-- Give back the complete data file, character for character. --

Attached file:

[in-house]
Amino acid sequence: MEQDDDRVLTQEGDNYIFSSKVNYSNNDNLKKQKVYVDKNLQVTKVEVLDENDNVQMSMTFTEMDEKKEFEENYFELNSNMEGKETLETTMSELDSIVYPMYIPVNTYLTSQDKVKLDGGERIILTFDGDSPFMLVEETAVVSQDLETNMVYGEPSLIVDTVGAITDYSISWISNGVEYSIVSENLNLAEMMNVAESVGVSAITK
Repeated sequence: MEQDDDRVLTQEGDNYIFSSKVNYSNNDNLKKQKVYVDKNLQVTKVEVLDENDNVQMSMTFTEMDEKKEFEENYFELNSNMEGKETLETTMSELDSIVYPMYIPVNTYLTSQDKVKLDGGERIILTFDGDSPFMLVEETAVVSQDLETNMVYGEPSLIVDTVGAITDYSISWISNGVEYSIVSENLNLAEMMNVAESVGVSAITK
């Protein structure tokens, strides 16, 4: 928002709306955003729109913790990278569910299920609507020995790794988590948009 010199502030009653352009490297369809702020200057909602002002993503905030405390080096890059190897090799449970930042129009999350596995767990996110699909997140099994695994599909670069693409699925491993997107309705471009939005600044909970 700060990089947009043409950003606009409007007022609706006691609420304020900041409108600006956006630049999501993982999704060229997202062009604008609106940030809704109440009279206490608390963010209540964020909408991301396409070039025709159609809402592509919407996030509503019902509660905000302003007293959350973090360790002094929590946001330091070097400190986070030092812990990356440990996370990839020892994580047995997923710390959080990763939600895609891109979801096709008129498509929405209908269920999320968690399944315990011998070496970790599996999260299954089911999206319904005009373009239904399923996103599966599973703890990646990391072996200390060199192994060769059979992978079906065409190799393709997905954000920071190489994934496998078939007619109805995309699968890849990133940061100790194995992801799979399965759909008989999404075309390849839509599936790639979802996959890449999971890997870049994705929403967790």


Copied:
[in-house]
Amino acid sequence: MEQDDDRVLTQEGDNYIFSSKVNYSNNDNLKKQKVYVDKNLQVTKVEVLDENDNVQMSMTFTEMDEKKEFEENYFELNSNMEGKETLETTMSELDSIVYPMYIPVNTYLTSQDKVKLDGGERIILTFDGDSPFMLVEETAVVSQDLETNMVYGEPSLIVDTVGAITDYSISWISNGVEYSIVSENLNLAEMMNVAESVGVSAITK
Repeated sequence: MEQDDDRVLTQEGDNYIFSSKVNYSNNDNLKKQKVYVDKNLQVTKVEVLDENDNVQMSMTFTEMDEKKEFEENYFELNSNMEGKETLETTMSELDSIVYPMYIPVNTYLTSQDKVKLDGGERIILTFDGDSPFMLVEETAVVSQDLETNMVYGEPSLIVDTVGAITDYSISWISNGVEYSIVSENLNLAEMMNVAESVGVSAITK
């Protein structure tokens, strides 16, 4: 928002709306955003729109913790990278569910299920609507020995790794988590948009 010199502030009653352009490297369809702020200057909602002002993503905030405390080096890059190897090799449970930042129009999350596995767990996110699909997140099994695994599909670069693409699925491993997107309705471009939005600044909970 700060990089947009043409950003606009409007007022609706006691609420304020900041409108600006956006630049999501993982999704060229997202062009604008609106940030809704109440009279206490608390963010209540964020909408991301396409070039025709159609809402592509919407996030509503019902509660905000302003007293959350973090360790002094929590946001330091070097400190986070030092812990990356440990996370990839020892994580047995997923710390959080990763939600895609891109979801096709008129498509929405209908269920999320968690399944315990011998070496970790599996999260299954089911999206319904005009373009239904399923996103599966599973703890990646990391072996200390060199192994060769059979992978079906065409190799393709997905954000920071190489994934496998078939007619109805995309699968890849990133940061100790194995992801799979399965759909008989999404075309390849839509599936790639979802996959890449999971890997870049994705929403967790």